Identification and quantification
Identification of macroremains is then usually carried out under a stereomicroscope, using morphological features such as shape and surface features in the case of seeds, or microanatomy in the case of wood or charcoal. Identification literature as well as a comparative collection of modern plant materials are crucial for reliable results. Depending on the type of material, and its condition, also other methods such as thin sections or SEM are applied. Plant macroremains are quantified on the basis of a sample, using either quantitative, semi-quantitive, or presence/absence scores.
Paleoethnobotanists also recover and analyze microremains (such as phytoliths and pollen), human and animal excrements (paleofeces, sometimes called coprolites), or plant impressions in ceramic sherds and clay (such as in daub).
Dendrochronology, the study of growth rings on trees relating to study of past environments, is another scientific discipline useful to paleoethnobotanical study.
The work done in paleoethnobotany can be divided into field work, collections management, systematic description of species, and theories into the origins of human and plant interaction. Some examples of this analysis:
A paleoethnobotanist may find discrete concentrations of burned or dried remnants of seeds in an area of discolored soil (a possible hearth feature). If later analyses indicates that the remnants were of only mature wild seeds of a type of plant that grows locally, it could be inferred that the site was only visited seasonally. Such an inference could be supported by a lack of other features that would suggest that no permanent shelters were built at the site.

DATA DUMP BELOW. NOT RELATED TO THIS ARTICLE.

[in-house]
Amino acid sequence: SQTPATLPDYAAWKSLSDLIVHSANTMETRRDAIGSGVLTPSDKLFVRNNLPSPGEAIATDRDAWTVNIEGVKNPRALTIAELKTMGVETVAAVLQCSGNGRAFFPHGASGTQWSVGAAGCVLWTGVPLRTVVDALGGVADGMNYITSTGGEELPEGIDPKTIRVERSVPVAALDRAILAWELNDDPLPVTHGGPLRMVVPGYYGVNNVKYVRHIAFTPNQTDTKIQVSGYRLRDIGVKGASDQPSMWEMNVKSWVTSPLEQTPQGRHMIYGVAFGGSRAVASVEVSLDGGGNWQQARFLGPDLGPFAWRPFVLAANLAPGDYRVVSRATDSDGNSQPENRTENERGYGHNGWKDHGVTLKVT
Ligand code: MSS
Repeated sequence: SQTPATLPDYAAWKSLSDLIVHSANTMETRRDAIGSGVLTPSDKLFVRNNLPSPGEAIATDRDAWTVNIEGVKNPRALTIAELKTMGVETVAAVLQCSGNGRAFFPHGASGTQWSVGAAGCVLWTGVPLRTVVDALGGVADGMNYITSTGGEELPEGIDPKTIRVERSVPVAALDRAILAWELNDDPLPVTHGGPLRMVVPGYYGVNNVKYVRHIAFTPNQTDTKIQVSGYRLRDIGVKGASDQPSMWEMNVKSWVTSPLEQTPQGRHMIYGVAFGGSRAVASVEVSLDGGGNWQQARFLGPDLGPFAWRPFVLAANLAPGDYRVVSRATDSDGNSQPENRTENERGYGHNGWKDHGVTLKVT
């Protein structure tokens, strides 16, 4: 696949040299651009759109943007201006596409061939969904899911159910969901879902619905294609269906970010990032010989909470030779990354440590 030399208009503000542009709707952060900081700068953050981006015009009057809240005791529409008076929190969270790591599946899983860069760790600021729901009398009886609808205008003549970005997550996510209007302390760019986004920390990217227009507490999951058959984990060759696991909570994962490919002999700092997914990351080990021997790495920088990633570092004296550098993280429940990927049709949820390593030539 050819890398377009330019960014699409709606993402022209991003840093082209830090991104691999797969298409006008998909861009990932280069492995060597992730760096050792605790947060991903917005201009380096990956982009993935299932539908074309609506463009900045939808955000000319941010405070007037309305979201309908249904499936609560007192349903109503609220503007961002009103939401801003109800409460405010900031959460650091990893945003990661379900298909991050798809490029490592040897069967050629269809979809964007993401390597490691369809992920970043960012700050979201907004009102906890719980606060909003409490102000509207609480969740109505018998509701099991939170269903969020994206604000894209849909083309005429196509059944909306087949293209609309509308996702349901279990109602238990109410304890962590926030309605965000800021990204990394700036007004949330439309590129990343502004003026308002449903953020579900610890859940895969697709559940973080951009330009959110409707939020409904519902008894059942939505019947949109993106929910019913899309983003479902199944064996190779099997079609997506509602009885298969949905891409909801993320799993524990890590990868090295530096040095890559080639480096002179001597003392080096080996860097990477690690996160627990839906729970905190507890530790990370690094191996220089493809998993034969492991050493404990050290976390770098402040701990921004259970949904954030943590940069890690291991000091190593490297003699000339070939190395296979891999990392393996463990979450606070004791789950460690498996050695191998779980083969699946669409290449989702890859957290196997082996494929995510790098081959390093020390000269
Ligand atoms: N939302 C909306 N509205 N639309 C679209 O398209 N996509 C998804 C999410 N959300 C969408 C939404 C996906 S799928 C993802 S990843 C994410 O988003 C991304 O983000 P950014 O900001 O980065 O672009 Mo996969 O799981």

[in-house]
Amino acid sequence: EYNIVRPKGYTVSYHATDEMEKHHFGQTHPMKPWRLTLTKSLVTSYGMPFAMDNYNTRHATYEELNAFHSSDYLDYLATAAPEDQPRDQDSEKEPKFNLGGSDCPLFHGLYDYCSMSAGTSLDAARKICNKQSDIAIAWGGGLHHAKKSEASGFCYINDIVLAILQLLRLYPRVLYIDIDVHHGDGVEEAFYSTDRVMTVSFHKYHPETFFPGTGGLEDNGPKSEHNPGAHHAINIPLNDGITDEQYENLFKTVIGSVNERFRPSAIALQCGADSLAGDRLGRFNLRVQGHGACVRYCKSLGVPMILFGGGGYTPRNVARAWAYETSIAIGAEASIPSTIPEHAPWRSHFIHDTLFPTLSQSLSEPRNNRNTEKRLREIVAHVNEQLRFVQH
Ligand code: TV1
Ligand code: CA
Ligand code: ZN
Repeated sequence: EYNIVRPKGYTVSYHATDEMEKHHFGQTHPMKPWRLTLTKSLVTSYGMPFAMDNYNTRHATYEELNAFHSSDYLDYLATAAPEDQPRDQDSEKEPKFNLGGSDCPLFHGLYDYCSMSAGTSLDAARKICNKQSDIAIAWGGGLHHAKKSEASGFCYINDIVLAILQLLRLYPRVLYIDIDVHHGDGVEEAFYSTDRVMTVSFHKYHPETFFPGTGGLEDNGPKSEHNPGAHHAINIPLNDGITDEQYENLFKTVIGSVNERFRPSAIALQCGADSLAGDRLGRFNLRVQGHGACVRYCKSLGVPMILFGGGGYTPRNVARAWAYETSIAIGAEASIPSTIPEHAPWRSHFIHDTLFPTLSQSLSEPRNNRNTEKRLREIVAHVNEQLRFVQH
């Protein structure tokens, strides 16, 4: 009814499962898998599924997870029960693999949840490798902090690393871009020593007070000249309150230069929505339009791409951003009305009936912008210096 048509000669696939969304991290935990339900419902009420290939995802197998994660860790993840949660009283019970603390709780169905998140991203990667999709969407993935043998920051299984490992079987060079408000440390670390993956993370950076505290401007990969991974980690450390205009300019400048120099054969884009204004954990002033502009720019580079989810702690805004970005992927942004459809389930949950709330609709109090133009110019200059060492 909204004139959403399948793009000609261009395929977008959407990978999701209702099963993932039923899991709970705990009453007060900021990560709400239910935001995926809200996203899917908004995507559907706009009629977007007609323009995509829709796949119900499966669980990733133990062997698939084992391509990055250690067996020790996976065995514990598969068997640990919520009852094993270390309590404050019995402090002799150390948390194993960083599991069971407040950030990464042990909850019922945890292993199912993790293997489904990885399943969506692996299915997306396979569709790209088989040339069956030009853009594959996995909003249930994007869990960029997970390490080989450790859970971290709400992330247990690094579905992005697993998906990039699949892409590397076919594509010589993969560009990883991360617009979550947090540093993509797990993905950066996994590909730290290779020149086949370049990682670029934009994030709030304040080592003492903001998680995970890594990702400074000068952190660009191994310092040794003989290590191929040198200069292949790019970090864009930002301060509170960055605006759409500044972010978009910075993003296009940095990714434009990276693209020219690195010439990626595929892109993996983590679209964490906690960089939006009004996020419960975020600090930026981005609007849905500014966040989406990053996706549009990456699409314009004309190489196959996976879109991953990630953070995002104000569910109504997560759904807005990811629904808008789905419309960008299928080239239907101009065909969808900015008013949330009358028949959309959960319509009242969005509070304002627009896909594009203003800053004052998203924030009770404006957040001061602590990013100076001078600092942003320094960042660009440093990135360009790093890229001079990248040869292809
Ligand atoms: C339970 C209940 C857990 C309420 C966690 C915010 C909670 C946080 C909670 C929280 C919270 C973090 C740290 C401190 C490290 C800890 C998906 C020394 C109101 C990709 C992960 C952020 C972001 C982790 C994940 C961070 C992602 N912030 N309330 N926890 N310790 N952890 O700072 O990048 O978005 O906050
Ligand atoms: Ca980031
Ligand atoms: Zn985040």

Alternatively, a paleoethnobotanist may find that a fire pit feature contains concentrated remnants of a wide variety of edible wild plants that mature throughout the year. An archaeologist may find features at the site that indicate some sort of semi-permanent dwellings (such as post holes and middens). The middens may have concentrations of animal remains, identified by a zooarchaeologist as those of wild game, with a variety of species-specific maturity levels. In that case, a more permanent settlement may be inferred, perhaps to the level of a village. Such an analysis of the archaeological features could suggest a society of hunter-gatherers who inhabited the site on a more-or-less year-round basis.
A paleoethnobotanist may also find concentrated remains of plants that typically are only grown through active cultivation (such as cereals, legumes, and oilseeds). At the same site, an archaeologist might identify features such as stone walls surrounding enclosures arrayed in a pattern, and deep, layered middens with concentrations of domesticated animal remains such as goats or pigs. An analysis of the site, set within the context of the archaeological features and animal and plant remains, would suggest a settled agrarian community.